I'm making a login system, and I want to hash the passwords to make them more secure, but it returns a different hash every time, and can't even be verified using password_verify(), here is my code:

$password = password_hash($password4, PASSWORD_DEFAULT);

and here is my code for verifying:

if(password_verify($password4, $dbpassword))
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    You shouldn't be using password_hash() that way. Oct 13, 2015 at 17:20
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    That assertion is incorrect @ItzBenteThePig - additional hashing makes for problems, rather than solutions. Think about what you're trying to protect. password_hash(), used correctly, provides random salts and long hashes that would take hundreds of years to crack. Oct 13, 2015 at 17:23
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    @JayBlanchard For me those links just looks as a guide to creating a secure password, not hashing them. Oct 13, 2015 at 17:34
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    I rolled back to your original question as the stealth edit makes it seem that your function is not working properly. The additional function call is what was getting you into a bind, editing that out changes the nature of the question. Oct 13, 2015 at 17:34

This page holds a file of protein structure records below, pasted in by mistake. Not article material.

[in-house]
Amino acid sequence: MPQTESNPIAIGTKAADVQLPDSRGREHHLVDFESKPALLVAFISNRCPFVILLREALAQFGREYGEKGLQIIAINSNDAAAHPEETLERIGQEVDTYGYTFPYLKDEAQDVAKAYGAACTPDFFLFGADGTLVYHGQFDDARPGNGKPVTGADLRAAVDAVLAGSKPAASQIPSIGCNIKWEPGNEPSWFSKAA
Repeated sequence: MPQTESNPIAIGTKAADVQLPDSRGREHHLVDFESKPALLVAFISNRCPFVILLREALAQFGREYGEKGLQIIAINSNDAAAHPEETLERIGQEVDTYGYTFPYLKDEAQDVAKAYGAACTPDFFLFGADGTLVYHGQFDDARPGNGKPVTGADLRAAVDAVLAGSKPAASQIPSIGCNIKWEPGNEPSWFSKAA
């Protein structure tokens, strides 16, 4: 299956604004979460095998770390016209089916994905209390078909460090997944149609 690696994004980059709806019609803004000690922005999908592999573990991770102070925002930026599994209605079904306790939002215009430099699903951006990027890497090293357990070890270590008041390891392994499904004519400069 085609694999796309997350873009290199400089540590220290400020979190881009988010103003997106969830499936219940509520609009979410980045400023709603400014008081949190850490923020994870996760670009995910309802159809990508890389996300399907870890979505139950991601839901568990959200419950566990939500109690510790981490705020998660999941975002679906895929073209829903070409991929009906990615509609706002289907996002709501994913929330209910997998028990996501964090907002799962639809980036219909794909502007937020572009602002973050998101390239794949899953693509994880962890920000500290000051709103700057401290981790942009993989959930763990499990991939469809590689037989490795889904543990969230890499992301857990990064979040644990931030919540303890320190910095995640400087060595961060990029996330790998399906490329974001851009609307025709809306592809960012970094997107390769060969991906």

1 Answer 1


So let's take it one part at a time

but it returns a different hash every time

That's the idea. password_hash is designed to generate a random salt every time. This means you have to break each hash individually instead of guessing one salt used for everything and having a huge leg up.

There's no need to MD5 or do any other hashing. If you want to raise the security of password_hash you pass a higher cost (default cost is 10)

$password = password_hash($password4, PASSWORD_DEFAULT, ['cost' => 15]);

As to verify

if(password_verify($password4, $dbpassword))

So $password4 should be your unhashed password and $dbpassword should be the hash you've stored in your database


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